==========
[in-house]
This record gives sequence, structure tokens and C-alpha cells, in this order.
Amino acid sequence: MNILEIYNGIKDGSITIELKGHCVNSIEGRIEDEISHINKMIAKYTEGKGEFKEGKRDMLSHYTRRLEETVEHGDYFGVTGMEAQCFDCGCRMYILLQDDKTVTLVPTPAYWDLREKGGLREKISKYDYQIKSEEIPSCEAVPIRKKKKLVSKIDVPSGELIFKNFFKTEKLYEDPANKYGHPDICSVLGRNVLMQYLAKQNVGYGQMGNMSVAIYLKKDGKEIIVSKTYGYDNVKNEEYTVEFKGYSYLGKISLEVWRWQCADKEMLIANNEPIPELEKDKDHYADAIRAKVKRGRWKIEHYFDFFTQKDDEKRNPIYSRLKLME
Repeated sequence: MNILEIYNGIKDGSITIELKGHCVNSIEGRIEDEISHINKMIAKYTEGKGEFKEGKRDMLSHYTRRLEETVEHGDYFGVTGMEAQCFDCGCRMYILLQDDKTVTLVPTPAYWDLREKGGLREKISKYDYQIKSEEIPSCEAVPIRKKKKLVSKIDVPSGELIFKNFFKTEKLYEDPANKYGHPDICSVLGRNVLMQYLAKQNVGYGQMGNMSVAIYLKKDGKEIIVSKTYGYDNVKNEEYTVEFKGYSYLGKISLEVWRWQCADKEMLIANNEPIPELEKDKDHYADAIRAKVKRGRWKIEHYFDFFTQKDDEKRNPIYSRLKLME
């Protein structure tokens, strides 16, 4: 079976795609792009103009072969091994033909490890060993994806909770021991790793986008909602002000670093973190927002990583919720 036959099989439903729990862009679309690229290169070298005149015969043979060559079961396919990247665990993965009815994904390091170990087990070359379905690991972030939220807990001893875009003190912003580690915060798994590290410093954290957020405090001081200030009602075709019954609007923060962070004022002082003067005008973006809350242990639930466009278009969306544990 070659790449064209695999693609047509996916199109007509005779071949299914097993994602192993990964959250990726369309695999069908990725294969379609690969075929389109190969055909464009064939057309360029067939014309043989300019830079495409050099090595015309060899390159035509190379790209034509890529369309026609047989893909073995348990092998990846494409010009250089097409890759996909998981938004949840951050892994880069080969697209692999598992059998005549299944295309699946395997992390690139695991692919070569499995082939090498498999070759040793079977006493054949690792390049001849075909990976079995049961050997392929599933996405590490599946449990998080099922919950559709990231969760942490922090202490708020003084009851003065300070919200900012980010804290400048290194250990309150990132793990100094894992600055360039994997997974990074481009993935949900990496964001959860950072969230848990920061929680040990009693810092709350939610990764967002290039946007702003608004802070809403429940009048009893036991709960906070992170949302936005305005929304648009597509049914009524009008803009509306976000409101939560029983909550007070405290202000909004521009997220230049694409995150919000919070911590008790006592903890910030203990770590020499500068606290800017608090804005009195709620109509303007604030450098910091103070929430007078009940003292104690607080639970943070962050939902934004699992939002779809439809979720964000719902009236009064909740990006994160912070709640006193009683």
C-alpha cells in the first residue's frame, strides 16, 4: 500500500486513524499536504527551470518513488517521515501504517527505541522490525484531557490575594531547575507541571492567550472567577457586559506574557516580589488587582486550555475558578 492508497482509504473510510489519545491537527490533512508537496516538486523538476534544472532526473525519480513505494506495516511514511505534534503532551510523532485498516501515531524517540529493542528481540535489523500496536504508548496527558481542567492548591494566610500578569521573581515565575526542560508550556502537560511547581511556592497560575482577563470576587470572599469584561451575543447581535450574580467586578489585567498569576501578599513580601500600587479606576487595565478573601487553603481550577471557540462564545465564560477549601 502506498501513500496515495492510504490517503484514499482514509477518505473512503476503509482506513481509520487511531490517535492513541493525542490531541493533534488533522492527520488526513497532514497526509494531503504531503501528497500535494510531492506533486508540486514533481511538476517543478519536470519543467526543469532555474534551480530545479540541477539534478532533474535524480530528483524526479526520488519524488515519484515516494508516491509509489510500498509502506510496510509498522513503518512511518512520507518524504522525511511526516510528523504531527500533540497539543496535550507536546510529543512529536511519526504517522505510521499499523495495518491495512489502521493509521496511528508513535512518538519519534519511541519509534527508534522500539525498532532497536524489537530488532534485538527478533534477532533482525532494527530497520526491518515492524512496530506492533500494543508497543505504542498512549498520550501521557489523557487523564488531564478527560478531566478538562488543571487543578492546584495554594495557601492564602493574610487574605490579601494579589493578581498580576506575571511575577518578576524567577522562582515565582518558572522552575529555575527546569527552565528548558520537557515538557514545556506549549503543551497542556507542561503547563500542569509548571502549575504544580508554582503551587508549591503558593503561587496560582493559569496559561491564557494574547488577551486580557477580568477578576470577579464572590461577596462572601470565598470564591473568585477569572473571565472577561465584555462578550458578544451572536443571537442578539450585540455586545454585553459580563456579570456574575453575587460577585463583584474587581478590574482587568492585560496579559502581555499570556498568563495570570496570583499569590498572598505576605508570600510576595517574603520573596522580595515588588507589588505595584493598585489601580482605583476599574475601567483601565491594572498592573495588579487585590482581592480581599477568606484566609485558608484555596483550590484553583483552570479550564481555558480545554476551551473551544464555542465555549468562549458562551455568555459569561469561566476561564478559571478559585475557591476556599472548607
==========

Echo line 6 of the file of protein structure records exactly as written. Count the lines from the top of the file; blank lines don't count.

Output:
C-alpha cells in the first residue's frame, strides 16, 4: 500500500486513524499536504527551470518513488517521515501504517527505541522490525484531557490575594531547575507541571492567550472567577457586559506574557516580589488587582486550555475558578 492508497482509504473510510489519545491537527490533512508537496516538486523538476534544472532526473525519480513505494506495516511514511505534534503532551510523532485498516501515531524517540529493542528481540535489523500496536504508548496527558481542567492548591494566610500578569521573581515565575526542560508550556502537560511547581511556592497560575482577563470576587470572599469584561451575543447581535450574580467586578489585567498569576501578599513580601500600587479606576487595565478573601487553603481550577471557540462564545465564560477549601 502506498501513500496515495492510504490517503484514499482514509477518505473512503476503509482506513481509520487511531490517535492513541493525542490531541493533534488533522492527520488526513497532514497526509494531503504531503501528497500535494510531492506533486508540486514533481511538476517543478519536470519543467526543469532555474534551480530545479540541477539534478532533474535524480530528483524526479526520488519524488515519484515516494508516491509509489510500498509502506510496510509498522513503518512511518512520507518524504522525511511526516510528523504531527500533540497539543496535550507536546510529543512529536511519526504517522505510521499499523495495518491495512489502521493509521496511528508513535512518538519519534519511541519509534527508534522500539525498532532497536524489537530488532534485538527478533534477532533482525532494527530497520526491518515492524512496530506492533500494543508497543505504542498512549498520550501521557489523557487523564488531564478527560478531566478538562488543571487543578492546584495554594495557601492564602493574610487574605490579601494579589493578581498580576506575571511575577518578576524567577522562582515565582518558572522552575529555575527546569527552565528548558520537557515538557514545556506549549503543551497542556507542561503547563500542569509548571502549575504544580508554582503551587508549591503558593503561587496560582493559569496559561491564557494574547488577551486580557477580568477578576470577579464572590461577596462572601470565598470564591473568585477569572473571565472577561465584555462578550458578544451572536443571537442578539450585540455586545454585553459580563456579570456574575453575587460577585463583584474587581478590574482587568492585560496579559502581555499570556498568563495570570496570583499569590498572598505576605508570600510576595517574603520573596522580595515588588507589588505595584493598585489601580482605583476599574475601567483601565491594572498592573495588579487585590482581592480581599477568606484566609485558608484555596483550590484553583483552570479550564481555558480545554476551551473551544464555542465555549468562549458562551455568555459569561469561566476561564478559571478559585475557591476556599472548607